Caste struggles are not something new to this region.The killing of a RTI activist Kedar Singh Jindan hailing from a village in this part of Trans Giri area, allegedly by Rajput men who have been booked for his murder, is a grim reminder of the innate hostility which people breed within themselves which later on turns into a socially accepted medium of segregation, anger and hatred among them on the basis of caste.The interesting point is that one hears a different version of the murder, Jindan is a hero for some, a conniving man for others, according to which caste’s perspective one is looking at the whole situation.The death is nonetheless mourned (selectively)!
This reminds us of Hannah Arendt who had coined the phrase banality of evil, through which she explained that the cruelest of things in the world are not being done by sadists or anarchists but by the most ordinary people, thereby highlighting one crucial point of how humankind is losing out on one of the most fundamental principles of existence: empathy.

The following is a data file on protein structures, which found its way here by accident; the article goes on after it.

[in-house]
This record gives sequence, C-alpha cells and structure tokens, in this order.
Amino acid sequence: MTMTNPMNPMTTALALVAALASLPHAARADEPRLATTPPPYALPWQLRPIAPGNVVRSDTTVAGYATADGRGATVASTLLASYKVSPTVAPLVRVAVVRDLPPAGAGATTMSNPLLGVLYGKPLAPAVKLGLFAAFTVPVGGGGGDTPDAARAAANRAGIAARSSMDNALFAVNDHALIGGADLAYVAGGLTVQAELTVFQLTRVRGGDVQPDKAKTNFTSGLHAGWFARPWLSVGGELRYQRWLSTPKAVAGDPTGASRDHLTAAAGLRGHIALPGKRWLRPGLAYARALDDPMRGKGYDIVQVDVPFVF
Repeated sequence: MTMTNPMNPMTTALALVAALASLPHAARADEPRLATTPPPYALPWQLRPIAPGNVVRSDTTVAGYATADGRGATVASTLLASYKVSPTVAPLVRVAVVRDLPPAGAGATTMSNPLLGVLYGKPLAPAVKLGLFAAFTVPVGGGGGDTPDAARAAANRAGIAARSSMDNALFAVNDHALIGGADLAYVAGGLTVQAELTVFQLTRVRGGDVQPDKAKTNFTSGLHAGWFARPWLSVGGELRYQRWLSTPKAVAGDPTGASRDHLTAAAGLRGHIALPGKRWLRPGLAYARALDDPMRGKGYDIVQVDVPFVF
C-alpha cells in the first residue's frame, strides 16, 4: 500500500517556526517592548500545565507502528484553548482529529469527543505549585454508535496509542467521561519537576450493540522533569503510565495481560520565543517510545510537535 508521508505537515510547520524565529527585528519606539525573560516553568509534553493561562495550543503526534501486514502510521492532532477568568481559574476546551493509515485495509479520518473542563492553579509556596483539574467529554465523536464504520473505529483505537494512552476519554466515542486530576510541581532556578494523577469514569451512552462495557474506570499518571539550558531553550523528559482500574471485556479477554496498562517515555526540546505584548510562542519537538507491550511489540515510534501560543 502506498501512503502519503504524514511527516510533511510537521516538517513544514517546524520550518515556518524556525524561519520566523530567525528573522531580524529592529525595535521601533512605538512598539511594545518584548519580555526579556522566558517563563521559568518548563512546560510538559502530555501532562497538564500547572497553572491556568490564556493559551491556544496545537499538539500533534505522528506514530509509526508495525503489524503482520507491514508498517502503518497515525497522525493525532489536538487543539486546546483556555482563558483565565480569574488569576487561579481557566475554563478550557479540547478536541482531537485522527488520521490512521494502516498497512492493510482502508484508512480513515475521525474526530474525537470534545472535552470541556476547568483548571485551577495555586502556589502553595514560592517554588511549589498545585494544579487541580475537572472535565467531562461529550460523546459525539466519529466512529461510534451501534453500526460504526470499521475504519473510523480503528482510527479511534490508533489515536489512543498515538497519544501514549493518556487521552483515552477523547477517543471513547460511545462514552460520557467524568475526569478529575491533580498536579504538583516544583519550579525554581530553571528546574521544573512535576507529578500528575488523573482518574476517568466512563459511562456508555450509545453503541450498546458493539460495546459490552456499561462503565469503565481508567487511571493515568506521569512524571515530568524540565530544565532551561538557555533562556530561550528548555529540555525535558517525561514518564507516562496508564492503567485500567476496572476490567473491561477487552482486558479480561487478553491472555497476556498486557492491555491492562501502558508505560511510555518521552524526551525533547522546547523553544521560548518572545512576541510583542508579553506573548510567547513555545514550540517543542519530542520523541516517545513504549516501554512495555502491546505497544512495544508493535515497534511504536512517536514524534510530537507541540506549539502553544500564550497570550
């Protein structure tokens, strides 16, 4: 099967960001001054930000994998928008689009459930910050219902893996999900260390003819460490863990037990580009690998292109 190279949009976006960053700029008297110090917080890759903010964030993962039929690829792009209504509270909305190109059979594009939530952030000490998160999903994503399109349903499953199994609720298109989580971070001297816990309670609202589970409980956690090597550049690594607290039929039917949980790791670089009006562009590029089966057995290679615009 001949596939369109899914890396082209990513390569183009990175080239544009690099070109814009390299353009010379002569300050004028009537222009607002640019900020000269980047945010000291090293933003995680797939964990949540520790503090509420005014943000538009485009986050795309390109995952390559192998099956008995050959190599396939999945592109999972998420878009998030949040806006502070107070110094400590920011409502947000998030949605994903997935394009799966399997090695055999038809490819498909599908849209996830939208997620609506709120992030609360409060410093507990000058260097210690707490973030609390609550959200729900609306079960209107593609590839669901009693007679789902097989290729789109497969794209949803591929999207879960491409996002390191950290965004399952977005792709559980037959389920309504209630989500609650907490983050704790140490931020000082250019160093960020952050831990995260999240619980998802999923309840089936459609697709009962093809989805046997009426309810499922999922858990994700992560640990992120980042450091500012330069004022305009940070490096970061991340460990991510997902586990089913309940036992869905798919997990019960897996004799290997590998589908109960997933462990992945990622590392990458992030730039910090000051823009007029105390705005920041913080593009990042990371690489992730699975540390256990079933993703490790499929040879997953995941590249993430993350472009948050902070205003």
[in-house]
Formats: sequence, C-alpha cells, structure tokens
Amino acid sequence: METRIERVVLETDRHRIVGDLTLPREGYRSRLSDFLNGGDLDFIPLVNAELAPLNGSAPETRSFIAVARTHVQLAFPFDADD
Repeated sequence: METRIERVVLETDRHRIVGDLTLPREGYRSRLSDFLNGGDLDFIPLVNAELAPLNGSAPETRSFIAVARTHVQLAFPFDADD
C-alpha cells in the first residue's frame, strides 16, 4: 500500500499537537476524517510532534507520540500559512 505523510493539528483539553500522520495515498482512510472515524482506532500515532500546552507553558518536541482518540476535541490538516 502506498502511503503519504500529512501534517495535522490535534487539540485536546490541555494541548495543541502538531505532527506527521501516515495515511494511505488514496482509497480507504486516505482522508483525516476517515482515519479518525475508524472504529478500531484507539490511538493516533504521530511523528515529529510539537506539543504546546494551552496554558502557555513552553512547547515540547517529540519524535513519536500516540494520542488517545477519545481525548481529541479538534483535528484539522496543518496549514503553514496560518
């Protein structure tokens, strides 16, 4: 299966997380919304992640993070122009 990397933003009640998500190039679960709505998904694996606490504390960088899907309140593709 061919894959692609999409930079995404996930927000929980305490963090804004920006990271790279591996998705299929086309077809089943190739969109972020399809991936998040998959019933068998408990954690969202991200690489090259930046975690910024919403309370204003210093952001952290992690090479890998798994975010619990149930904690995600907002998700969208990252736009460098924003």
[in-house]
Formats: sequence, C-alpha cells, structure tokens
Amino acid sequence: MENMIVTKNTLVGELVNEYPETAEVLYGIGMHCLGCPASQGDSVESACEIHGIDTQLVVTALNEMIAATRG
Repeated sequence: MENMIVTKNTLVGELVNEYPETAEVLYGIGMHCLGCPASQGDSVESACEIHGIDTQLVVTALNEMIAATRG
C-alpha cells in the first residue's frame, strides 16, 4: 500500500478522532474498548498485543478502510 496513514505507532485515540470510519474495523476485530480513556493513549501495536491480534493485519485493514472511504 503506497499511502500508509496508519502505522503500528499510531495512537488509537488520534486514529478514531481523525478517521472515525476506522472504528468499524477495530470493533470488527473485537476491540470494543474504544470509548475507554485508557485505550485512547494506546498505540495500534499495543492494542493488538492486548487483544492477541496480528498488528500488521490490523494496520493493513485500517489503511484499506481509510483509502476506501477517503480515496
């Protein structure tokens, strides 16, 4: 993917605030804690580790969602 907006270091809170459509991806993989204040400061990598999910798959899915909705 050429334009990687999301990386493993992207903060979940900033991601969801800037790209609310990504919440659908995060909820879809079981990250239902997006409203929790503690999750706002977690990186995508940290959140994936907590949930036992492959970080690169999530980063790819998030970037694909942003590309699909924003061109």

I chose to write on caste, which is one of the many inequalities that we see today around us because I felt it to be important as somewhere I feel that we are carrying it forward under the garb of tradition or as an important social institution whose rigidity in terms of ideas and practices must be respected at all costs, and we also expect the same level of commitment for it from our next generation.The problem is that we also teach it to them either through socialisation or in our classrooms, but we don’t expect them to understand the ‘why’ and ‘how’ of it.
Every person’s life is important and any kind of discrimination is seriously reprehensible.We can’t choose to be affectionate, caring and kind according to our own convenience, but we need to think critically and act responsibly to deal with these grim issues of our society and possibly and teach the same to our children.
Lakshita Thakur is a Sociologist based in Himachal Pradesh.